Once seedheads begin to form, it’s time to stop cutting dill for fresh

use. Allow the seedheads to develop and dry completely, then cut them.

You’ll be able to remove the seeds easily with your fingers.

Medicinal Uses:

To brew a stomach-soothing tea, use two teaspoons of mashed seeds per

cup of boiling water. Steep for ten minutes. Drink up to three cups a

day. In a tincture, take 1/2 to 1 teaspoon up to three times a day. To

treat colic or gas in children under two, give small amounts of a weak

tea. Many herbalists recommend combining dill and fennel to ease colic

in infants.`

Culinary Uses:

The taste of dill leaves resembles that of caraway, while the seeds are

pungent and aromatic. Freshly cut, chopped leaves enhance the flavor of

dips, herb butter, soups, salads, fish dishes, and salads. The seeds

are used in pickling and can also improve the taste of roasts, stews

and vegetables. Try grinding the seeds to use as a salt substitute.

Both the flowering heads and

Pick leaves fresh for eating at any time after the plant has reached

maturity. Although leaves can be dried, great care is needed and it is

better to concentrate on drying the seed for storage.

Put the flower head upside down in a paper bag and tie the top of the

bag. Put in a warm place for a week. The seeds should then separate

easily from the husk. Store in an airtight container. The seeds will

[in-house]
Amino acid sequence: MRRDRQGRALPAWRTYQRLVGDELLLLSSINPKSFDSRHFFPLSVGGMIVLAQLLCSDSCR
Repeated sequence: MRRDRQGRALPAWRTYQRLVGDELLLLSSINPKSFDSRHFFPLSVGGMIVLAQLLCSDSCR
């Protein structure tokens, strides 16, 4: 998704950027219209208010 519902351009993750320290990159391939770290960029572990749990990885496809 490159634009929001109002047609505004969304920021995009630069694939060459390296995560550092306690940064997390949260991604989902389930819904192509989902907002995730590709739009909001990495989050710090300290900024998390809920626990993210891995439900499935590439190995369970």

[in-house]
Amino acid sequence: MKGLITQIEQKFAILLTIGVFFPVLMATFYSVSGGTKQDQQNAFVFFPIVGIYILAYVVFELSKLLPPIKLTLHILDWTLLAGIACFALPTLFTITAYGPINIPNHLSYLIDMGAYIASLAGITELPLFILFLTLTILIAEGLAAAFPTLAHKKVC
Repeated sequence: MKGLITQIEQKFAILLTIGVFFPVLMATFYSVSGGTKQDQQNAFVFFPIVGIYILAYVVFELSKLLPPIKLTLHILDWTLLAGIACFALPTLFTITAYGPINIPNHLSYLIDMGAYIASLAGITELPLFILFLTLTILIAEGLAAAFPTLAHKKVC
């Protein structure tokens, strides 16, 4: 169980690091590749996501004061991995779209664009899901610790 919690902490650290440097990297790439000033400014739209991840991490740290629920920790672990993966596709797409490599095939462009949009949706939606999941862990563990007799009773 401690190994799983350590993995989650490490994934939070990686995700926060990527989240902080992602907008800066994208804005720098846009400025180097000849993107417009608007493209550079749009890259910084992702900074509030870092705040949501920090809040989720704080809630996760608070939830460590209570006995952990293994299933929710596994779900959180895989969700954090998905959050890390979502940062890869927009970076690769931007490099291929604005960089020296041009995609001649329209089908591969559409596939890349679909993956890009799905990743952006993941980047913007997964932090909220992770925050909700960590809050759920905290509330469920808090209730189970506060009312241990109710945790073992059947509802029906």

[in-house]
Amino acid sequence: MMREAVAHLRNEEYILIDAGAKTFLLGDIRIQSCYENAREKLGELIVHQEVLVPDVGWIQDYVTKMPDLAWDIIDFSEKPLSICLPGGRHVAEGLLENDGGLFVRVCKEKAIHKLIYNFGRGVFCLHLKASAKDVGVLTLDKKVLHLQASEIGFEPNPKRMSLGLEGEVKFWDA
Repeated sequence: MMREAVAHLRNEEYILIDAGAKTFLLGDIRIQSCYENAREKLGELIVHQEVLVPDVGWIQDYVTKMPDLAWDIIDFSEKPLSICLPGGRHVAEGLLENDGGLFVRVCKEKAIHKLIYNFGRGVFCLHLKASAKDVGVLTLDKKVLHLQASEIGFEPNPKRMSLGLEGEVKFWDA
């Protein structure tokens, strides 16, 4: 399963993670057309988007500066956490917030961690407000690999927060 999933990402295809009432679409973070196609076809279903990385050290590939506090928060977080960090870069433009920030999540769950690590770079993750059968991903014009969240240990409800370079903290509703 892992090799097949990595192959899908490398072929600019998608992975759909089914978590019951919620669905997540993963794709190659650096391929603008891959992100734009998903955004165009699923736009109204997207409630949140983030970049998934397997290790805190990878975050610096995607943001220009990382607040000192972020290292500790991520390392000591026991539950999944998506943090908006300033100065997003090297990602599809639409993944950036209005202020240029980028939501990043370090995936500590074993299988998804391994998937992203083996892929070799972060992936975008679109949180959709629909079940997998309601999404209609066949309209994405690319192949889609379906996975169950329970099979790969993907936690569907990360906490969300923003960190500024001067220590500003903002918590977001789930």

keep their flavor very well.

Dill is a culinary herb that improves the appetite and digestion. The

difference between dill leaf and dill seed lies in the degree of

pungency. There are occasions when the seed is better because of its

sharper flavor.

Dill doesn’t mean pickles but “dill pickles” is so common it seems like

one word. Don’t confine this versatile herb! A few sprigs work wonders

for potato salad and try the yellow flowers in green salads. It is used

as a flavoring for soup, lamb stews and grilled or broiled fish. It can

also add spiciness to rice dishes and be combined with white wine

vinegar to make tasty dill vinegar.

Dill leaf can be used generously in many dishes, as it enhances rather

than dominates the flavor of food.

For dill pickles, before it sets seed, add one flower head to a jar of

pickled gherkins, cucumbers or cauliflower for a flavor stronger than

dill leaves but fresher than seeds. Where a salt-free diet must be

followed, the seed, whole or ground, is a valuable replacement because

of its high mineral content.

Truly a great herb and certainly not a weed!

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Author: Piyawut Sutthiruk

Losing weight will keep you healthy and have a long life. Cheer Up!